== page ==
keywords = "Journal Article",
author = "Desbats, {Maria Andrea} and Valeria Morbidoni and Micol Silic-Benussi and Mara Doimo and Vincenzo Ciminale and Matteo Cassina and Sabrina Sacconi and Michio Hirano and Giuseppe Basso and Fabien Pierrel and Placido Navas and Leonardo Salviati and Eva Trevisson",
note = "{\circledC} The Author 2016. Published by Oxford University Press. All rights reserved. For Permissions, please email: journals.permissions@oup.com.",
year = "2016",
month = "10",
day = "1",
doi = "10.1093/hmg/ddw257",
language = "English",
volume = "25",
pages = "4256--4265",
journal = "Human Molecular Genetics",
issn = "0964-6906",
publisher = "Oxford University Press",
number = "19",

}

TY - JOUR

T1 - The COQ2 genotype predicts the severity of coenzyme Q10 deficiency

AU - Desbats, Maria Andrea

AU - Morbidoni, Valeria

AU - Silic-Benussi, Micol

AU - Doimo, Mara

AU - Ciminale, Vincenzo

AU - Cassina, Matteo

AU - Sacconi, Sabrina

AU - Hirano, Michio

AU - Basso, Giuseppe

AU - Pierrel, Fabien

AU - Navas, Placido

AU - Salviati, Leonardo

AU - Trevisson, Eva

N1 - © The Author 2016. Published by Oxford University Press. All rights reserved. For Permissions, please email: journals.permissions@oup.com.

PY - 2016/10/1

Y1 - 2016/10/1

N2 - COQ2 (p-hydroxybenzoate polyprenyl transferase) encodes the enzyme required for the second step of the final reaction sequence of Coenzyme Q10 (CoQ) biosynthesis. Its mutations represent a frequent cause of primary CoQ deficiency and have been associated with the widest clinical spectrum, ranging from fatal neonatal multisystemic disease to late-onset encephalopathy. However, the reasons of this variability are still unknown.We have characterized the structure of human COQ2, defined its subcellular localization and developed a yeast model to validate all the mutant alleles reported so far.Our findings show that the main functional transcript of COQ2 is shorter than what was previously reported and that its protein product localizes to mitochondria with the C-terminus facing the intermembrane space. Complementation experiments in yeast showed that the residual activity of the mutant proteins correlates with the clinical phenotypes observed in patients.We defined the structure of COQ2 with relevant implications for mutation screening in patients and demonstrated that, contrary to other COQ gene defects such as ADCK3, there is a correlation between COQ2 genotype and patient's phenotype.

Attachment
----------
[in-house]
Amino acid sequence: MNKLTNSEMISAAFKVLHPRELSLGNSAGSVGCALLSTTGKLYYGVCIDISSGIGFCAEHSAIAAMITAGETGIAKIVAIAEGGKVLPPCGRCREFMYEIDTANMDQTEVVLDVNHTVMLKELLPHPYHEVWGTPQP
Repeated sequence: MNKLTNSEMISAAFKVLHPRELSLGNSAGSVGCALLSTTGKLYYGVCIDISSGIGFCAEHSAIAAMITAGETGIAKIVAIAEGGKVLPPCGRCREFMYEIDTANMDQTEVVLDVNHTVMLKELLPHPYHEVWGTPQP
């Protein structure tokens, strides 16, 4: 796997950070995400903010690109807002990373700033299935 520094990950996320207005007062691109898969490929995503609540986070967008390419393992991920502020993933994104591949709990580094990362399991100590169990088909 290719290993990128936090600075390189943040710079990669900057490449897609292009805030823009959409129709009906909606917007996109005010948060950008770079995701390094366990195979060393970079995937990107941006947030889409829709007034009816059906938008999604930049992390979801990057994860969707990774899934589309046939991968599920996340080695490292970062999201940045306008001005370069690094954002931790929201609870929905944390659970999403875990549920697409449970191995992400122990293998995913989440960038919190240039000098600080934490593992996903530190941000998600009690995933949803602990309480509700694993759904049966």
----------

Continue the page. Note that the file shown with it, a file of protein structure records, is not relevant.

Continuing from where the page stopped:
AB - COQ2 (p-hydroxybenzoate polyprenyl transferase) encodes the enzyme required for the second step of the final reaction sequence of Coenzyme Q10 (CoQ) biosynthesis. Its mutations represent a frequent cause of primary CoQ deficiency and have been associated with the widest clinical spectrum, ranging from fatal neonatal multisystemic disease to late-onset encephalopathy. However, the reasons of this variability are still unknown.We have characterized the structure of human COQ2, defined its subcellular localization and developed a yeast model to validate all the mutant alleles reported so far.Our findings show that the main functional transcript of COQ2 is shorter than what was previously reported and that its protein product localizes to mitochondria with the C-terminus facing the intermembrane space. Complementation experiments in yeast showed that the residual activity of the mutant proteins correlates with the clinical phenotypes observed in patients.We defined the structure of COQ2 with relevant implications for mutation screening in patients and demonstrated that, contrary to other COQ gene defects such as ADCK3, there is a correlation between COQ2 genotype and patient's phenotype.

KW - Journal Article

U2 - 10.1093/hmg/ddw257

DO - 10.1093/hmg/ddw257

M3 - Article

VL - 25

SP - 4256

EP - 4265

JO - Human Molecular Genetics

JF - Human Molecular Genetics

SN - 0964-6906

IS - 19

ER -